Note: John Lewis is a geneticist and president of the Cincinnati Bigfoot Research Group and Cincinnati Skunk Ape Research Group. The expeditions in search of the Giant Sloth in South America were supported, financed and led by S.C.O.P.E (the Society for the Search for Cryptozoological Organisms and Physical Evidence) and the Cincinnati Skunk Ape Research Group.


This is the itinerary for our expedition, and how we can be reached. Remember, we have a few ways it can be done, but you will prefer the satellite phone. I have a special arrangement to ring through the...number, so the calls will be forwarded to us. This keeps you calling us a local call. In addition we can be reached through normal email...

March 4: Leaving for anthropology conference in Rome, Italy.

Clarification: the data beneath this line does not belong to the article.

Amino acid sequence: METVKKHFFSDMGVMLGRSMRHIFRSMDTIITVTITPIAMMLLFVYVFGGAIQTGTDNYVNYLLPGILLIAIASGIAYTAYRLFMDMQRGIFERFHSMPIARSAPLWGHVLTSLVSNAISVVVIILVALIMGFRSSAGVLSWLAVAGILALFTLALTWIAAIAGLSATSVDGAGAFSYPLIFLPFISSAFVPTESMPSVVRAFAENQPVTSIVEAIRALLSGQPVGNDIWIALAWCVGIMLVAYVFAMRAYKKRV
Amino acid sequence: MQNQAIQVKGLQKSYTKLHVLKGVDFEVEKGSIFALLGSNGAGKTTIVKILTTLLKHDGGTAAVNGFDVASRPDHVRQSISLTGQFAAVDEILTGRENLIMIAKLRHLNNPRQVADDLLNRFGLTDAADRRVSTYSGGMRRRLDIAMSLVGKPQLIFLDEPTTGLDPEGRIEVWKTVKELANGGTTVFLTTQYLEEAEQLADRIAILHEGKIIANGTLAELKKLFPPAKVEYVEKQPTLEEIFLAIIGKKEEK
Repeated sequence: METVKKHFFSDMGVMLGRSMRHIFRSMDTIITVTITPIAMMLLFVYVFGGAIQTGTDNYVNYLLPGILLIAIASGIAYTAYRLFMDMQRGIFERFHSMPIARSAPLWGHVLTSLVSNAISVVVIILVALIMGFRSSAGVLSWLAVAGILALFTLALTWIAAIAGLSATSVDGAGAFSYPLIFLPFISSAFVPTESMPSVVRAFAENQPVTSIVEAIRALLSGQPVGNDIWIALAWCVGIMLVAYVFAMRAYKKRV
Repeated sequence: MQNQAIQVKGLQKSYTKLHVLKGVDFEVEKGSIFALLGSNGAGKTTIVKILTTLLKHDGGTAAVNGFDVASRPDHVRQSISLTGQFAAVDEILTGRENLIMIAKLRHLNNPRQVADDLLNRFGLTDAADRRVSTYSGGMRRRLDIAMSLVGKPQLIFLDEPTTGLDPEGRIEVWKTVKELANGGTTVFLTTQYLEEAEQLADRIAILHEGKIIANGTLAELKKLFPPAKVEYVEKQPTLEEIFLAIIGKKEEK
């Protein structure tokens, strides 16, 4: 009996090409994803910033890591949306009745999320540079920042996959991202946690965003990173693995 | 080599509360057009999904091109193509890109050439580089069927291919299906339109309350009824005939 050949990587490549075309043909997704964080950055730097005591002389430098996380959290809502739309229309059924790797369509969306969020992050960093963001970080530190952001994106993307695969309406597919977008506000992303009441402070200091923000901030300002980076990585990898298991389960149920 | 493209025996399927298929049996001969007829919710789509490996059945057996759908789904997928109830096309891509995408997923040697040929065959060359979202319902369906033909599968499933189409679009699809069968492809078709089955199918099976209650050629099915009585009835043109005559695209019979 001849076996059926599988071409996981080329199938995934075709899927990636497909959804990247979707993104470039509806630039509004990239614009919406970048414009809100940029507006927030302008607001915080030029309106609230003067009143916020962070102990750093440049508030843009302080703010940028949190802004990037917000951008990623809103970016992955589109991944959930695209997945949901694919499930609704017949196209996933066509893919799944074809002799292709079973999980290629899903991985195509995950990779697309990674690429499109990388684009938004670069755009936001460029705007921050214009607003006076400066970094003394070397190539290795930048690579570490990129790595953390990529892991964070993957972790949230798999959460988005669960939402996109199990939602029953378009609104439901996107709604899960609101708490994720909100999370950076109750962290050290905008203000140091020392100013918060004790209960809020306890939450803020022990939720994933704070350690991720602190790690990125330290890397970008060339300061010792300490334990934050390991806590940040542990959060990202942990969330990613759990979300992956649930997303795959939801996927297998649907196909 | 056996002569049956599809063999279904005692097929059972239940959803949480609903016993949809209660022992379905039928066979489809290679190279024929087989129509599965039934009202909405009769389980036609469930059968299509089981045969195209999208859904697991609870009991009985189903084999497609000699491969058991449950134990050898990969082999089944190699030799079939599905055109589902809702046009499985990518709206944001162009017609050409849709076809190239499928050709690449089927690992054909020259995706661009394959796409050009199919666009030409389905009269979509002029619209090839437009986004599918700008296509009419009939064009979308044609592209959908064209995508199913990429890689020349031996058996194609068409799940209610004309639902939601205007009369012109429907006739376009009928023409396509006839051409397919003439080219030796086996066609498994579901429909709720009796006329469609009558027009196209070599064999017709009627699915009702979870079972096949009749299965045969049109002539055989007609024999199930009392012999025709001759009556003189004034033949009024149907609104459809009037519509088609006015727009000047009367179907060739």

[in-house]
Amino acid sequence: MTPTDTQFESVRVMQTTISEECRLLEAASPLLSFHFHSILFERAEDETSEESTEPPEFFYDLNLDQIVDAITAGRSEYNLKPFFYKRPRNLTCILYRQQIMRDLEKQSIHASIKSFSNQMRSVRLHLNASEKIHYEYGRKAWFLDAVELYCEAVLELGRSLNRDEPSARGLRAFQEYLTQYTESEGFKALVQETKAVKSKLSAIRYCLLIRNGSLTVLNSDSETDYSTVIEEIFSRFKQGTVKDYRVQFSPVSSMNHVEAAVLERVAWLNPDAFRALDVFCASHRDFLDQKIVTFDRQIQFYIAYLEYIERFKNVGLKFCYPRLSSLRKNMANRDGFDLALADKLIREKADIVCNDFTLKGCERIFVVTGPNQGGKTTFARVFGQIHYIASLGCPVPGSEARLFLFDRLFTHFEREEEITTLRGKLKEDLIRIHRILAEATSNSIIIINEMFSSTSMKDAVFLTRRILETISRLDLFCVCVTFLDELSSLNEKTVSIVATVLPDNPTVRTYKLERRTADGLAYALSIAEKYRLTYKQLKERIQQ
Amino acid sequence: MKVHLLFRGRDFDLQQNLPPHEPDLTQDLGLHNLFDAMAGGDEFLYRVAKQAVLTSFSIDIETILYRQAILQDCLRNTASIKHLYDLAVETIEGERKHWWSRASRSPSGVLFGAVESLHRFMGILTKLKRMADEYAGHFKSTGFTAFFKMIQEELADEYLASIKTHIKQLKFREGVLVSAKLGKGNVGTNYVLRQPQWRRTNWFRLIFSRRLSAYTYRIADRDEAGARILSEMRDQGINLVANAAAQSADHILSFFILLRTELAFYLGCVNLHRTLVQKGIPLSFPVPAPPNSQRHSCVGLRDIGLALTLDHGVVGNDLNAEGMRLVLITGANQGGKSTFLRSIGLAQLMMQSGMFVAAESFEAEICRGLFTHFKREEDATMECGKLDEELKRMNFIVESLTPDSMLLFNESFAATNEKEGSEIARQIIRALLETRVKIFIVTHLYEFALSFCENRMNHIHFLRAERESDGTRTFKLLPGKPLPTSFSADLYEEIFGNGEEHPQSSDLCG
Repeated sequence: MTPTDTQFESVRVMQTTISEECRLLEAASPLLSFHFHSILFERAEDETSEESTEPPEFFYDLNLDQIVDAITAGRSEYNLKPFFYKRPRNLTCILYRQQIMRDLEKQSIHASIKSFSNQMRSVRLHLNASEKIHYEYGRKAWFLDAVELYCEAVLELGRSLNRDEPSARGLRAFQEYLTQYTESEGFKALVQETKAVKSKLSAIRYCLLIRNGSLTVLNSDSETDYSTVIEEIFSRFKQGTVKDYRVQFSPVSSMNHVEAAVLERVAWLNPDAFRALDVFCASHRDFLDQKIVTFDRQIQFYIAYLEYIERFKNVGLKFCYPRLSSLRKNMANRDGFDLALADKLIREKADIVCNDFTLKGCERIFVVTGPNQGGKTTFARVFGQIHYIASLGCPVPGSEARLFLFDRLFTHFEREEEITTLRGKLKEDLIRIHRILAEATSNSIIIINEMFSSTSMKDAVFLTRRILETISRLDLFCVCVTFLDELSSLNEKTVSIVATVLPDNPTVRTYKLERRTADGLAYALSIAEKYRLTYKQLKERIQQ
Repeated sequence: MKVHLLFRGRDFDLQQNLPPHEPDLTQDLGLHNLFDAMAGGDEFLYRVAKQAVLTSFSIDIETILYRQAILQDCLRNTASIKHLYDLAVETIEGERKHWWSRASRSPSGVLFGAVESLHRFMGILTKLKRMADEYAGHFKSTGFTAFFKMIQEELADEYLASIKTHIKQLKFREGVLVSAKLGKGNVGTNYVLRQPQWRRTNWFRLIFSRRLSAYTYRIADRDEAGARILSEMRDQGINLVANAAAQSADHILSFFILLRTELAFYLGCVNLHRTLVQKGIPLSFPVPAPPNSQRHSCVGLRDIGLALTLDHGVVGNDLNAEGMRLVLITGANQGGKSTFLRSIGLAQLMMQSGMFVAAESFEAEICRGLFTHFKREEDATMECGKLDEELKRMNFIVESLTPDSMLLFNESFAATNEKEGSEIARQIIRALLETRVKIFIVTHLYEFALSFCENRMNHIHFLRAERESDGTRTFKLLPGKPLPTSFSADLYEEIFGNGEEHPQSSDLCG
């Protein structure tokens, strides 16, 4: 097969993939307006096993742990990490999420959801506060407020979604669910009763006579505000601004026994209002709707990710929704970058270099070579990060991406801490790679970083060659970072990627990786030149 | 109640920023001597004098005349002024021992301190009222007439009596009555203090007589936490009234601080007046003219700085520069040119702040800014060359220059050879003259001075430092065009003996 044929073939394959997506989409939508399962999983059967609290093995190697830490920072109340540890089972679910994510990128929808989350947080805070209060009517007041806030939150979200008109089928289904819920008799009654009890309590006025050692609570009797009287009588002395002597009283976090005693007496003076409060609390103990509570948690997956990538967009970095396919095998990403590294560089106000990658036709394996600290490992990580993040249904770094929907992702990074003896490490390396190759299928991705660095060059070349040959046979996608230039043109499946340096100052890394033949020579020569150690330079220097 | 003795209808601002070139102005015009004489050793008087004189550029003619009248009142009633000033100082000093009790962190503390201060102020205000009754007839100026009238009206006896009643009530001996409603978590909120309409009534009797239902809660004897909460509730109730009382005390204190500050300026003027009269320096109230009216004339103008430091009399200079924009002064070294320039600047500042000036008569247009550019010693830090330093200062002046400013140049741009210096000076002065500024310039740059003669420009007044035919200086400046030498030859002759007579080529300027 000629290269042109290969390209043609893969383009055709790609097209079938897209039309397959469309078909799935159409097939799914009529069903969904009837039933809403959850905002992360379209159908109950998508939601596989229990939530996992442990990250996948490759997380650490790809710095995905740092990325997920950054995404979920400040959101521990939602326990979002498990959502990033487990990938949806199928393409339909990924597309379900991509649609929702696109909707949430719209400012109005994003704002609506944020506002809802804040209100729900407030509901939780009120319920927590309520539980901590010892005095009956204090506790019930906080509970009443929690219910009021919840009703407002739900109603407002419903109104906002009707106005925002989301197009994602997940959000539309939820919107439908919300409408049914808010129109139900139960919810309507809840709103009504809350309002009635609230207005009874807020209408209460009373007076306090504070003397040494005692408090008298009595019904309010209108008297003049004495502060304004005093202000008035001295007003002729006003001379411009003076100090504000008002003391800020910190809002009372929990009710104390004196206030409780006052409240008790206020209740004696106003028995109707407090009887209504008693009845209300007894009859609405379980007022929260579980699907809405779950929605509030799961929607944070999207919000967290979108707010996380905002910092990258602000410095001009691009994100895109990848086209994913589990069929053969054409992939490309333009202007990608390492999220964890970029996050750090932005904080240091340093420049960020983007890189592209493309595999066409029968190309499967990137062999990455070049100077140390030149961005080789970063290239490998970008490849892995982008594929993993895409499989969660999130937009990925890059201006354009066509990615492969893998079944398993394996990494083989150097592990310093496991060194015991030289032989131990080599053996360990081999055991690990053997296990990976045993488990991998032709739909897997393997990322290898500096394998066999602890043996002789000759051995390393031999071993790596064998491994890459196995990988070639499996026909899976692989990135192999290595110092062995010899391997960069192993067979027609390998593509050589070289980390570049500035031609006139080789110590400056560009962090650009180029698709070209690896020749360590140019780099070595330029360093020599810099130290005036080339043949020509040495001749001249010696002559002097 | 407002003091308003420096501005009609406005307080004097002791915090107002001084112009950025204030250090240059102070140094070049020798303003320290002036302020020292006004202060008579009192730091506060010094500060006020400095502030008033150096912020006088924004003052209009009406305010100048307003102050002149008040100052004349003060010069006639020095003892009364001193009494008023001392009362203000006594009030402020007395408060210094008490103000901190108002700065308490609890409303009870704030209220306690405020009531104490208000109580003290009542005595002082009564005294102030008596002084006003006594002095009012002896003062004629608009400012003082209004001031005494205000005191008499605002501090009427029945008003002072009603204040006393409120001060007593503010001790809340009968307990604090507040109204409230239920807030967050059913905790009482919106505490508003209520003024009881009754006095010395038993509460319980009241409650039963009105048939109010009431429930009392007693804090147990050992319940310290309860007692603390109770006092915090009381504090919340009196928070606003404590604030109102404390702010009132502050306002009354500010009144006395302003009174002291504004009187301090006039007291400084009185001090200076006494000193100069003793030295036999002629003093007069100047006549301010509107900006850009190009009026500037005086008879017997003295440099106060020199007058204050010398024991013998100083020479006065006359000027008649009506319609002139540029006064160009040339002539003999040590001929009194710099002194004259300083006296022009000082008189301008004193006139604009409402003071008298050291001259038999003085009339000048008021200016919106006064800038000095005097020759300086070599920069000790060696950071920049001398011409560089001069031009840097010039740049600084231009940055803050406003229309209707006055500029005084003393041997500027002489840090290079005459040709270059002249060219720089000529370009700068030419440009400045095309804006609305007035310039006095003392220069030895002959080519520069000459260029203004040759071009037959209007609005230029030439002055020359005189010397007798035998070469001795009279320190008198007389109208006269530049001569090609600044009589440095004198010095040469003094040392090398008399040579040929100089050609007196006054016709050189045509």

March 7: Meet up with team in Brazil. Meet up with guides, travel inland.
March 13: Expedition starts, web page updated daily, journal posted, interviews available at your convenience.
March 13-25: Set up remote camera locations.
April 10: John Lewis returns, team stays until September 4.

The Amazon

The Amazon is the world's second longest river. Only the Nile, in Africa, is longer. If you measure a river by the volume of water that flows along it, however, the Amazon is the world leader. About 20 per cent of all the water that the world's rivers pour into the oceans comes from the Amazon. It collects water from about 40 per cent of South America's land area along over 1000 tributaries, 17 of which are over 1600 kilometers long. From Iquitos in Peru all the way across Brazil to the Atlantic, the Amazon is between six and ten kilometers wide. It is even wider when it is flooded.

The first European found the Amazon because he was 200 miles out to sea and noticed that he was sailing in fresh water. He turned toward shore and found the Amazon river. Later ships would anchor in the outflow of the Amazon to kill all the marine life attached to their hulls before hauling the ships out to clean them (salt water organisms can't live in fresh water).